Hi Eric and welcome to the forum. Well, I'm one of the Clayton 1600 guys here to help you. Here is a few threads that should get you started on the right track. Slow Blue Dancing with Red Dressed Ladies in a Clayton CLAYTON FURNACE FIRED ON WOOD
Here is a teaser for you if you ever want to convert it to a stoker. CLAYTON FURNACE WITH DUAL READING STOKERS
Your Clayton should fire very well on anthracite, but you are going to be in for learning a totally different method of firing than wood or bituminous coal. When burning wood or bituminous coal it is fine to use the thermostatically controlled combustion blower, it will burn extremely well doing so, and a very fast hot fire can be obtained. But when burning anthracite, I've found that it will only give you short, hot, clincker results. I've also found that the anthracite burned in the Clayton will be very lazy to start, but will gradually build up heat over a much slower pace than burning wood or bituminous coal. This is where you have to learn patience.
The different size anthracite will also have different heat and firing results. The stove sized anthracite will be harder to get going and if the ash is shaken too much or too often, the fire will cool enough to go out. So I don't use it.
The nut anthracite does much better, catches faster, packs tighter, and should give a fairly good steady fire.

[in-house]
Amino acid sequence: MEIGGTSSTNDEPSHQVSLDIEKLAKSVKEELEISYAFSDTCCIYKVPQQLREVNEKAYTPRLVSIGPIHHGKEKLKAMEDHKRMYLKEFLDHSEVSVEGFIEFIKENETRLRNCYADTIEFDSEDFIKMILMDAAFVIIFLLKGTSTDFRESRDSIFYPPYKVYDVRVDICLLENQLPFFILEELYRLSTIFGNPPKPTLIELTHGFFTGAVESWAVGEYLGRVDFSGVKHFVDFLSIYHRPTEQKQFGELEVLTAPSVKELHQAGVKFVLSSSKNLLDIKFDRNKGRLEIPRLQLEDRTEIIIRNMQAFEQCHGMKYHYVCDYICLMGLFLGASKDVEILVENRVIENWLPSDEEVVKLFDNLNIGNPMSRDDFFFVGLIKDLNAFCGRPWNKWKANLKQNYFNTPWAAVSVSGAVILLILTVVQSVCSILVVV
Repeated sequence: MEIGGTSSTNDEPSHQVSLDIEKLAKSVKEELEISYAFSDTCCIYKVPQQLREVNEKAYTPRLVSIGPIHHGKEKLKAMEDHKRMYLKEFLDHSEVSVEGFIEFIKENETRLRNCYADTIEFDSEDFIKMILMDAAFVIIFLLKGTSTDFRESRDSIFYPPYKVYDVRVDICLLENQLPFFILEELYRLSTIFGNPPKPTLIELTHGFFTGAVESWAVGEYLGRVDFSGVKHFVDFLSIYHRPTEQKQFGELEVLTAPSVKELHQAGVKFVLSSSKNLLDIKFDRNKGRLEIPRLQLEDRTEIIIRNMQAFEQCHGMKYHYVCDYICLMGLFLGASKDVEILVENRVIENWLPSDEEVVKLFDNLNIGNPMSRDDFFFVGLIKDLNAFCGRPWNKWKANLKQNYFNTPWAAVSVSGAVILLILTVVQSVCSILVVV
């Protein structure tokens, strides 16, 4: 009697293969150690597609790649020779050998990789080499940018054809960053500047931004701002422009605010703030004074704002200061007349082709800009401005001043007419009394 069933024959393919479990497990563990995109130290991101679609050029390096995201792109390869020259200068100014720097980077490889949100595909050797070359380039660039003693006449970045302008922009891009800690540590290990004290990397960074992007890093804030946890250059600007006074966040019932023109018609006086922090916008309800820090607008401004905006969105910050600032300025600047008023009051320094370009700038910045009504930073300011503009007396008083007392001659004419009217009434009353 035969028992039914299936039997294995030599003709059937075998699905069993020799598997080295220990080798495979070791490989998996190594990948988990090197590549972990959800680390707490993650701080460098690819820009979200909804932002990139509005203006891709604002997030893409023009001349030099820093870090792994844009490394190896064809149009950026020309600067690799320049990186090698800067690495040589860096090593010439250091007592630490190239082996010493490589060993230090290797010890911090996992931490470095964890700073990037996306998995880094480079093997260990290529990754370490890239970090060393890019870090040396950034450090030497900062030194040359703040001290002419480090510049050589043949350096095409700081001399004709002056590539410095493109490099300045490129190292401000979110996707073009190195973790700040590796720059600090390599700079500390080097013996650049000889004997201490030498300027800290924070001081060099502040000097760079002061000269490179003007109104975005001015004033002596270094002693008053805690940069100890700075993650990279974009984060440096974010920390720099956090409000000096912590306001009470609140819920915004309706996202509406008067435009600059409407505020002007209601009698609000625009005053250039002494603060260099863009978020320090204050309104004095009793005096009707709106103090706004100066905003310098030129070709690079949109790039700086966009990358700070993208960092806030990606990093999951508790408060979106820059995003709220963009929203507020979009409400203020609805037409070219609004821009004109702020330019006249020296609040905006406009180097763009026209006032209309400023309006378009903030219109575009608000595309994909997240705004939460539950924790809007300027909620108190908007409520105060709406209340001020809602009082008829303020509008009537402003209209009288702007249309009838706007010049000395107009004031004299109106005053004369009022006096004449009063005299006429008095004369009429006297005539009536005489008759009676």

I've found that buckwheat or a mixture of buckwheat and nut anthracite gave me the best results and the longest burn times. The ash was finer and didn't clog up the grates.
But if you want a really hot fire fast, I've found that the Clayton burns best on Wood or Lump Bituminous Coal. The design of the firebox makes the Clayton an awesome performer with these fuels, but maybe as short as four hours and as long as ten hour firings of quality heat before it needs recharged. I've found that the Anthracite Coal does not burn as hot as the Wood or Bituminous without clinkering, but it will supply a very long moderate fire of 12 to 16 plus hours easily.
The key to getting these long results is the draft control. You are going to need at least .05 inches of daft to fire well with this stove, otherwise you will be constantly fighting to keep her going. That's a chimney issue and another topic.
So, I hope this will help with your coal burning experience. I'll be happy to answer anymore questions. DOUG